The new Transport Museum
AZ IPARI ÖRÖKSÉG MEGŐRZÉSE
Hardly any Budapesters know about the Northern Vehicle Repair Plant today, despite the fact that train engines were repaired here for 140 years, up until 2009. This industrial heritage, the atmosphere and unique spaces of Hungary’s once most important plant lend the place a unique character. Railway vehicles were first repaired here in the Hungarian – Swiss Machine Factory (est. 1867) but in 1870 the site was already owned by MÁV (Hungarian State Railway) and was connected with the Józsefváros railway station. Engines and carriages were soon being manufactured in the workshops. In the 1880s, the Eiffel Hall, designed by János Feketeházy, was added to the complex and was later renewed as a workshop building and rehearsal centre of the Hungarian State Opera. By the early 20th century, the site was not only MÁV’s most modern plant but Budapest’s largest industrial facility. The planning of the diesel hall (architectural design by István Gundel, Tibor Rochlitz and György Kővári) began in 1958 and the hall was opened on 8 June 1962. Vehicles operated by the Hungarian railways were repaired in the three vast halls – Eiffel, Diesel and Bogie Workshops – and the many buildings of the complex until 2009.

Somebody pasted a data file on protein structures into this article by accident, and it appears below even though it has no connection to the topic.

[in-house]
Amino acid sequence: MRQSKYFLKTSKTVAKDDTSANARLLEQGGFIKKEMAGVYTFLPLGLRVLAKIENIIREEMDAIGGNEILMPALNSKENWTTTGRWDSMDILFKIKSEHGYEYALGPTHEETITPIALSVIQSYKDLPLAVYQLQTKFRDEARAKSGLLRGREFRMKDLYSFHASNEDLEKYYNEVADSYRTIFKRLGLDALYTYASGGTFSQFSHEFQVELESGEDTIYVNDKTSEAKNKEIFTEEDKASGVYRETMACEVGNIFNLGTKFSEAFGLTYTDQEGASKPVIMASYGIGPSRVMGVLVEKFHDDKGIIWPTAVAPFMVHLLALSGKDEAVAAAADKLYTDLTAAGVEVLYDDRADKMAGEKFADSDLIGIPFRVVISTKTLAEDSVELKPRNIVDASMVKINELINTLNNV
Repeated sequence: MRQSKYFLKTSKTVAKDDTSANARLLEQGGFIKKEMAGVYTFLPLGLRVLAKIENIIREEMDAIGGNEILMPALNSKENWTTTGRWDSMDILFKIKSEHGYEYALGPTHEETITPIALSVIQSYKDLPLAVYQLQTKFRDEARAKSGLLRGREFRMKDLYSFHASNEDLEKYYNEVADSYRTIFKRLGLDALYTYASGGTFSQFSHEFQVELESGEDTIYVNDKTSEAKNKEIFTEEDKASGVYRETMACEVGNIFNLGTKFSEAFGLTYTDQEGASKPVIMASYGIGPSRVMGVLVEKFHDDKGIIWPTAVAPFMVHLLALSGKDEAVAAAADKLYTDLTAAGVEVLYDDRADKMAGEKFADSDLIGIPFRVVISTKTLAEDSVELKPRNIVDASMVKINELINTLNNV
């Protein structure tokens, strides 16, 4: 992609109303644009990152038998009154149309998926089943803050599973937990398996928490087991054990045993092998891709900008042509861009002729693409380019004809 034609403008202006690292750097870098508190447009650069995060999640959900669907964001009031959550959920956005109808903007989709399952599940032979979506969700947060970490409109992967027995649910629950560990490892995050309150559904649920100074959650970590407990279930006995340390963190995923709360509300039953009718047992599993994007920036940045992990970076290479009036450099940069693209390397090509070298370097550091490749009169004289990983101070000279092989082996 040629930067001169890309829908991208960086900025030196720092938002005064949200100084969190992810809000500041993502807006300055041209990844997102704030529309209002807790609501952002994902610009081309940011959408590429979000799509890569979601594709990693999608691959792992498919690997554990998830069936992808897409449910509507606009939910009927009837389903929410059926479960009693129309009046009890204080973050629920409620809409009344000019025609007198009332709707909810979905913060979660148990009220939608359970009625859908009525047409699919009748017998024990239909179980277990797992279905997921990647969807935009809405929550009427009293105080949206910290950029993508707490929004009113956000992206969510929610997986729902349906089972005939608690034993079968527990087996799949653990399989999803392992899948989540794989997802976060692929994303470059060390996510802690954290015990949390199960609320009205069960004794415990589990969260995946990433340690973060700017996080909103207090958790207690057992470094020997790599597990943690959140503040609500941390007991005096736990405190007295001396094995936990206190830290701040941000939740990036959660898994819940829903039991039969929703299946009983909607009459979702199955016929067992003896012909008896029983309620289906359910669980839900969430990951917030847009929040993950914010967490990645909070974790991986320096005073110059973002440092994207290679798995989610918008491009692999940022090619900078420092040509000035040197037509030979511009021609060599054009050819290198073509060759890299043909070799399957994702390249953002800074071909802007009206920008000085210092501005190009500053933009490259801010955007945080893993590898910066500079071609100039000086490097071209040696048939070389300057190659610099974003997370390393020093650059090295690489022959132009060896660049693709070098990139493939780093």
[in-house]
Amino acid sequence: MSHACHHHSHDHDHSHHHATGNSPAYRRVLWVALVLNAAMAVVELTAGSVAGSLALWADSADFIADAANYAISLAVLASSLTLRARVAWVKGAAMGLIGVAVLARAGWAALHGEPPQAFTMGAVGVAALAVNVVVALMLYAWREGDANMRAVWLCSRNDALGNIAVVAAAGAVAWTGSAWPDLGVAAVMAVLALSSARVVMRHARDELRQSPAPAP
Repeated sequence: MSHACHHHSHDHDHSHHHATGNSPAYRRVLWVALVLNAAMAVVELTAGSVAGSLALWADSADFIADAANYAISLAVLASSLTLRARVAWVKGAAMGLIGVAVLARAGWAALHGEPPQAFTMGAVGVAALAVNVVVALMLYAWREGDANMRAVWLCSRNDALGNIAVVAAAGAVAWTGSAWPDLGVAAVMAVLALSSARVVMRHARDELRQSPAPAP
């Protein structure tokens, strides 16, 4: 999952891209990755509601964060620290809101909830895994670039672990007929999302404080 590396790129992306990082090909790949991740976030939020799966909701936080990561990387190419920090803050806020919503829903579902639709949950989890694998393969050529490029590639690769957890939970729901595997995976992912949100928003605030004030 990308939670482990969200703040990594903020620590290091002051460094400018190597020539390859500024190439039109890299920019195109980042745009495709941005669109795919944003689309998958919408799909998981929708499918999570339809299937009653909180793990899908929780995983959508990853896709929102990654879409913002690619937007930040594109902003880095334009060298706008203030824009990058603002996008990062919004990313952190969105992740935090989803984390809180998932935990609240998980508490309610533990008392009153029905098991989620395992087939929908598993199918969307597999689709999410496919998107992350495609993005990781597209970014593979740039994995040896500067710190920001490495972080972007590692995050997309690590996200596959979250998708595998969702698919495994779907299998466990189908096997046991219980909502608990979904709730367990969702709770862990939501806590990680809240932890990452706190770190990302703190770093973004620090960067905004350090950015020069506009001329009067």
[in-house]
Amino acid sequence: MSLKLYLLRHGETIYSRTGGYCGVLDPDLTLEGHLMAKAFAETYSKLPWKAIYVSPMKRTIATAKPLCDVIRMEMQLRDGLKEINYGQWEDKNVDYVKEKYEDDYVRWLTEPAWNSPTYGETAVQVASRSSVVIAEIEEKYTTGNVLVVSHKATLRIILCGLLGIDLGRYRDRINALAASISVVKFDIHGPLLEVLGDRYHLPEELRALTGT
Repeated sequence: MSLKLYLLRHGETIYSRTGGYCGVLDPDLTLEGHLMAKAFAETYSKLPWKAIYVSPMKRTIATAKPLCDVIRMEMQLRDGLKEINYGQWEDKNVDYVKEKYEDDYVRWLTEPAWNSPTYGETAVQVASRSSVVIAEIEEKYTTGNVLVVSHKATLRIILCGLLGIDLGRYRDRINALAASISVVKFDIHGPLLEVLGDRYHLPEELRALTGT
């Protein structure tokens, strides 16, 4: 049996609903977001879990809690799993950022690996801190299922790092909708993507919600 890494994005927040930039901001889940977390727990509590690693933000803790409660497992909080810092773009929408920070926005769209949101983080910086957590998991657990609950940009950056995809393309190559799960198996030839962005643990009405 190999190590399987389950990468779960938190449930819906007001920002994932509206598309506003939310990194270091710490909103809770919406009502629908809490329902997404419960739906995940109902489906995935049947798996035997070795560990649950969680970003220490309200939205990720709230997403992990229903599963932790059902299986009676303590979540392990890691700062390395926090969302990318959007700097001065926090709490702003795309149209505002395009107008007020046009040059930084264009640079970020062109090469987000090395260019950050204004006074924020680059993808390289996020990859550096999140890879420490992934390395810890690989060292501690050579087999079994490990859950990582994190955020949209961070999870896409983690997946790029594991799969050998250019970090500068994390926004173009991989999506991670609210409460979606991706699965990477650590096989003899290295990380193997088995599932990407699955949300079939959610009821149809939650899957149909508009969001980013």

This site therefore represents indisputably extraordinary value in the history of Hungarian transport, industry and industrial architecture.
The protection and presentation of industrial heritage is a relatively new element in cultural tourism able to provide a novelty and address new target groups. Many international studies report an increased interest in visiting museums of history and natural sciences mounting exhibitions with relevant messages to today’s society. Special venues and interactive exhibitions suitable for telling fundamentally social stories, while facilitating an understanding of modern natural sciences and technological change abound in unexploited potential. Hence, the revitalisation of a significant part of the Northern Vehicle Repair Plant, an industrial heritage site, and its conversion into the new Transport Museum is a breakthrough.
Besides its historical importance as well as its contribution to museology, heritage management and cultural tourism, the renewal of the Transport Museum, looking back of a prestigious past, is outstanding as an architectural and urban studies project. In a certain sense, it is a kind of re-establishment and reorganisation of the old institution, while being an internationally recognised cultural development and a significant element of the capital’s urban landscape. As 40% of Hungary’s brownfield areas lie in Budapest, their rehabilitation combined with new cultural tourism opportunities exceeds the scope of museology.
The design tasks of the new museum are in full fling and this year’s international design competition will be followed by the implementation plans expected to be ready by 2020.